Recently, the team behind the audit of the Maricopa County 2020 election audit alleged that election-related databases had been deleted. Maricopa County officials denied this, prompting several fact-checks rating the claim as “false” after President Trump issued a statement that said, “The entire Database of Maricopa County in Arizona has been DELETED!”
Snopes, for example, rated Trump’s claim as false, citing Maricopa Board of Supervisors Chairman Jack Sellers response to the allegations detailed in a letter by Arizona Senate President Karen Fann from May 12, calling them “false and ill-informed.”
“After reviewing the letter with County election and IT experts, I can say the allegations are false and ill-informed,” Sellars said. “Moreover, the claim that our employees deleted election files and destroyed evidence is outrageous, completely baseless and beneath the dignity of the Arizona Senate. I demand an immediate retraction of any public statements made to the news media and spread via Twitter.”
Snopes says they obtained a May 17 technical memo that was prepared by the Maricopa County Elections Department—which, I should point, opposes the audit—responding to the allegations by Fann. “In it, the department explained that, roughly speaking, those who received the server in question, on behalf of the state senate investigators, appear to have erred when using software to reconstruct those directories.”
“This in turn created the mistaken impression that the underlying databases and files had been deleted, when in fact they were merely inaccessible because of those errors.”
Here’s where things get interesting. From Snopes:
On May 18, after this fact check was originally published, one of the investigators tasked by the Senate with conducting the audit admitted that he had access to all the databases in question. At a special hearing on the audit, Ben Cotton, founder of CyFIR, told Republican state senators “I have access to that data,” and “I have the information I need from the recovery efforts of the data.”
This prompted a lot of stories claiming the audit team had “walked back” the allegations of deleted databases. “Auditors hired by the Arizona state Senate backtracked Tuesday from claims that a key database had been deleted from Maricopa County’s elections servers,” claimed CNN.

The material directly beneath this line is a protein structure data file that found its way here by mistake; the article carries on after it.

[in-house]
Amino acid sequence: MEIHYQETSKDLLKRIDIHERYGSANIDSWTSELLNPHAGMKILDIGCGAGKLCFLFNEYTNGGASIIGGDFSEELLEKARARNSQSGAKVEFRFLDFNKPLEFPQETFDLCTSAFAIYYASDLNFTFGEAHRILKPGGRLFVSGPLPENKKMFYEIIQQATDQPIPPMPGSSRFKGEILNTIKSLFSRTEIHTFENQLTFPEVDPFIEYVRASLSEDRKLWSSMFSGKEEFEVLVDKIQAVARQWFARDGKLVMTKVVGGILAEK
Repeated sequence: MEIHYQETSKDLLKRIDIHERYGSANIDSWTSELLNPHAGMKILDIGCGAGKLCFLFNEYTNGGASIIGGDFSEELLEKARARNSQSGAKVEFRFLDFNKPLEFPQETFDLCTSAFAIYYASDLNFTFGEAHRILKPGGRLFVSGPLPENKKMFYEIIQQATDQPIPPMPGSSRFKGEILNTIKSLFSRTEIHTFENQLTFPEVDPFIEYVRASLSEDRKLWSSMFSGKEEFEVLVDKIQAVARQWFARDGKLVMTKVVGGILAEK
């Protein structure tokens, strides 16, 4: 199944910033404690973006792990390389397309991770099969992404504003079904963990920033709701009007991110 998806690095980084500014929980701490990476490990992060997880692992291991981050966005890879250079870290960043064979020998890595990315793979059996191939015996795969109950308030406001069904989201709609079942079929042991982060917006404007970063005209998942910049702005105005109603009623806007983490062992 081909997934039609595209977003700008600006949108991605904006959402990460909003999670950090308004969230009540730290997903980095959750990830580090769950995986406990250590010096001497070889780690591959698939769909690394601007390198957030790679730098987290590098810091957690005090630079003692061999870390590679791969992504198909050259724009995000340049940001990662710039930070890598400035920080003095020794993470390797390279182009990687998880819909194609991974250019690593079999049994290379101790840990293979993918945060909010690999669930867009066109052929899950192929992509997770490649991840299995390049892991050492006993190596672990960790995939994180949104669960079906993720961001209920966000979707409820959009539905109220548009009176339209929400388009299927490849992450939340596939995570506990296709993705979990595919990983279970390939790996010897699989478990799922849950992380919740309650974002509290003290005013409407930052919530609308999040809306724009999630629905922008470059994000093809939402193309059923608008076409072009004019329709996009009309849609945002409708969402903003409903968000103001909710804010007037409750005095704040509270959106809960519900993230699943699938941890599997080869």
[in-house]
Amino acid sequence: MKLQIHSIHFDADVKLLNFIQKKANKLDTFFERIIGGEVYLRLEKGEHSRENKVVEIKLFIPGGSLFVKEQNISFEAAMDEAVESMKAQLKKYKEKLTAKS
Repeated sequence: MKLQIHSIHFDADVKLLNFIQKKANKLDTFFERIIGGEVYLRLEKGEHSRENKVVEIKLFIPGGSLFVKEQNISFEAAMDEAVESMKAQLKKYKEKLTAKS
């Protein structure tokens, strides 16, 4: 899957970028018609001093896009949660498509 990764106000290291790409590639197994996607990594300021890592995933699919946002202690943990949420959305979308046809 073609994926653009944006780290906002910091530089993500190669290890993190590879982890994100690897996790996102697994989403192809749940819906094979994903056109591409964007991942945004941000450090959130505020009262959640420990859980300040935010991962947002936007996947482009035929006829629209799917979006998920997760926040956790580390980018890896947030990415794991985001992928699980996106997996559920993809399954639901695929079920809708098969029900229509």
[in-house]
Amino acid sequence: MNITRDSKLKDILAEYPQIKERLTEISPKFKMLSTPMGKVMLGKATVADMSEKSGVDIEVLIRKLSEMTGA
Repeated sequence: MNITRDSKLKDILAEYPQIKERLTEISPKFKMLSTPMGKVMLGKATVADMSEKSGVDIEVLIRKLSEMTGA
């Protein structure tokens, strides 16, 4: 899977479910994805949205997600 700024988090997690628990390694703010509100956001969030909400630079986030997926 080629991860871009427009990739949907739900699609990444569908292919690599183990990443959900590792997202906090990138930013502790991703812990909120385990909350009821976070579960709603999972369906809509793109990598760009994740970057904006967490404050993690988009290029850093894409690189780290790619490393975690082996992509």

But, Ben Cotton says his words are being taken out of context.
“My testimony on May 19th before the AZ Senate is being taken out of context by some media outlets,” Cotton said in a statement posted to Twitter. “To confirm: the ‘Databases’ directory on the EMS Primary Server WAS deleted containing the voting databases.”
“I was able to recover the deleted databases through forensic data recovery processes,” Cotton added. “We are performing data continuity checks to ensure that the recovered databases are usable.”
2/2) I was able to recover the deleted databases through forensic data recovery processes. We are performing data continuity checks to ensure that the recovered databases are usable.
— Maricopa Arizona Audit (@ArizonaAudit) May 19, 2021
While the usual suspects in the liberal media tried to make it appear that Cotton had walked back the original claims that a database was deleted, clearly, he has not. One outlet that got it right was the Washington Times, which notes in their headline “Arizona election auditors say they recovered ‘deleted’ data.”
Ken Bennett, the former Arizona secretary of state and the Senate’s liaison to the audit, did say that that the audit team’s tweet revealing the deleted database “could have been worded differently” but he “thought it was correct that there was deleted files.”
“We didn’t say there was anything malicious. Maybe it was deleted because it was a duplicate of something that was elsewhere,” Bennett added.
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